Now a phrase book for the overseas visitor has been produced with the aim of explaining English as it is spoken, with no fewer than 65 words to describe alcoholic indulgence.
The tourist must think carefully about what he did last night. Was he merely a little sozzled or possibly sloshed or was he absolutely steaming and, maybe, even slaughtered?
Jennifer Cox, of Lonely Planet, which publishes the book today, said the company wanted to give a proper insight into the language of Britain rather than just correct phraseology.
"We have produced similar books for Japan and Mongolia and we try to give a bit more than just a list of words," she said. "In Mongolia we give instructions on how to disembowel a sheep and spit-roast a lamb and we were just giving the equivalent here.
"Of course some of it is tongue in cheek but there is an element of social anthropology as well. People need to know that getting tipsy with your grandmother is not the same thing as getting bladdered with your mates and that is what we are trying to explain."
However, the subtleties of the dozens of synonyms for getting drunk were lost on many tourists at the Tower of London yesterday. Oliver Rathonyi, 26, from Vancouver, said he recognised some of the words in the list but would usually confine himself to the somewhat politer "sloshed" or "hammered". "Compared to the English we speak in Canada you have a lot of words for getting drunk and there is more slang here," he said.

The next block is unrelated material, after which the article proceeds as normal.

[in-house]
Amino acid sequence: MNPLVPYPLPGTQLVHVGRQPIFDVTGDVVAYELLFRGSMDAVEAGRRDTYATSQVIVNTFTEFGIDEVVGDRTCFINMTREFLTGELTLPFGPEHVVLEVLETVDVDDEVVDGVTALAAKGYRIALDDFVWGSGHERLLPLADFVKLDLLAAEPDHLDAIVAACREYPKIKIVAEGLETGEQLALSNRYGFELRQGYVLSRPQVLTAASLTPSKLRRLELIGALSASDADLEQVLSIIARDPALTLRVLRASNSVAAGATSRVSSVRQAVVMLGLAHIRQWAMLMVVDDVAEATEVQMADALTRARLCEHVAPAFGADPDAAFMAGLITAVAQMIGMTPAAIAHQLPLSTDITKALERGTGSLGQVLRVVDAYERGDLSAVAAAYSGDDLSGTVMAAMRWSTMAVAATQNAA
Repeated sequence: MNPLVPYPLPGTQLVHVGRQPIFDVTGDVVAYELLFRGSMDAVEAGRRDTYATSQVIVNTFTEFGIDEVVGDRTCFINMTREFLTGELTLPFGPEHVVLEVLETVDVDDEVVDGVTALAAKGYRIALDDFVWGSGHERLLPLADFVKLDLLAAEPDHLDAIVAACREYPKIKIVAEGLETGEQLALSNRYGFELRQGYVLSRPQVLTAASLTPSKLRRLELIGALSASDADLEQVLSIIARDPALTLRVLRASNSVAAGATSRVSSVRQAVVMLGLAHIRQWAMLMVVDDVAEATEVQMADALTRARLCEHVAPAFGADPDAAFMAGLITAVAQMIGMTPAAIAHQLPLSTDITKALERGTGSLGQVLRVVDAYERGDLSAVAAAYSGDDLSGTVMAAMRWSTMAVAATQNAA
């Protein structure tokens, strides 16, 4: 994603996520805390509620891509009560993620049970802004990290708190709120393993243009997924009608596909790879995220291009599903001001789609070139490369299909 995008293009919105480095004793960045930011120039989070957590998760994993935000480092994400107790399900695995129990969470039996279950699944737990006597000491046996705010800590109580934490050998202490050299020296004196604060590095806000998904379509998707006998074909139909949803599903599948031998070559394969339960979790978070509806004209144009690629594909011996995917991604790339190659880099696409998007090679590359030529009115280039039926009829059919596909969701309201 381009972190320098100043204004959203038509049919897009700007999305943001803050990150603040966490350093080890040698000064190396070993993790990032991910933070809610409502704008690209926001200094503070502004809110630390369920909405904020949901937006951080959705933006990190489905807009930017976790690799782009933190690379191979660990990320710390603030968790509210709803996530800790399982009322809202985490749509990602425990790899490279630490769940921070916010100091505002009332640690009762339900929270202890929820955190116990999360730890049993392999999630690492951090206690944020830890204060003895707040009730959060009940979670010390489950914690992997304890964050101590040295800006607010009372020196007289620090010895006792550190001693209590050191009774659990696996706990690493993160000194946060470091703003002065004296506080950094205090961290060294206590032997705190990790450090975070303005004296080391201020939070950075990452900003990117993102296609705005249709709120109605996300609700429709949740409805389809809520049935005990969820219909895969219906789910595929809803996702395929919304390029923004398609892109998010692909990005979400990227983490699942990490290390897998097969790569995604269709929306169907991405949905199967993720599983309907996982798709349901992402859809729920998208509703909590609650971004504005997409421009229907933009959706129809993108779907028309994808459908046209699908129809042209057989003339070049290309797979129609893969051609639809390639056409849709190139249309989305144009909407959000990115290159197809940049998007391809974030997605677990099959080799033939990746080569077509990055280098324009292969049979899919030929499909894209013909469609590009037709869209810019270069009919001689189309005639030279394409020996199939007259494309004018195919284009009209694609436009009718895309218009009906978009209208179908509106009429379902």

Daniel Lehrer and Mark Debeljak, both 34, from Melbourne, said: "There are a lot of words for being drunk and there are in Australia as well but I would probably just stick to `tanked' rather than some of those words."
Tamas Bajaky, 24, from Miskok in Hungary, simply raised an eyebrow. "I think just to say you were drunk is enough. I know that because of the song `drunken sailor' but I don't know these other words."
The list was so exhaustive that even the British were bamboozled.
Several admitted that if someone told them they had been "buttwhipped" they would not know what to think. Mark Green, 32, from Todmorden, Lancashire, said: "Some of them must be regional."
Indeed, regional accents and regional slang are also given full coverage, with the guide saying that even the Prime Minister has lapsed into "Estuary English" by dropping his "Ts" while speaking of a "better Britain". The guide also explains popular phrases such as "the dog's bollocks", which is listed as meaning fantastic.Reuse content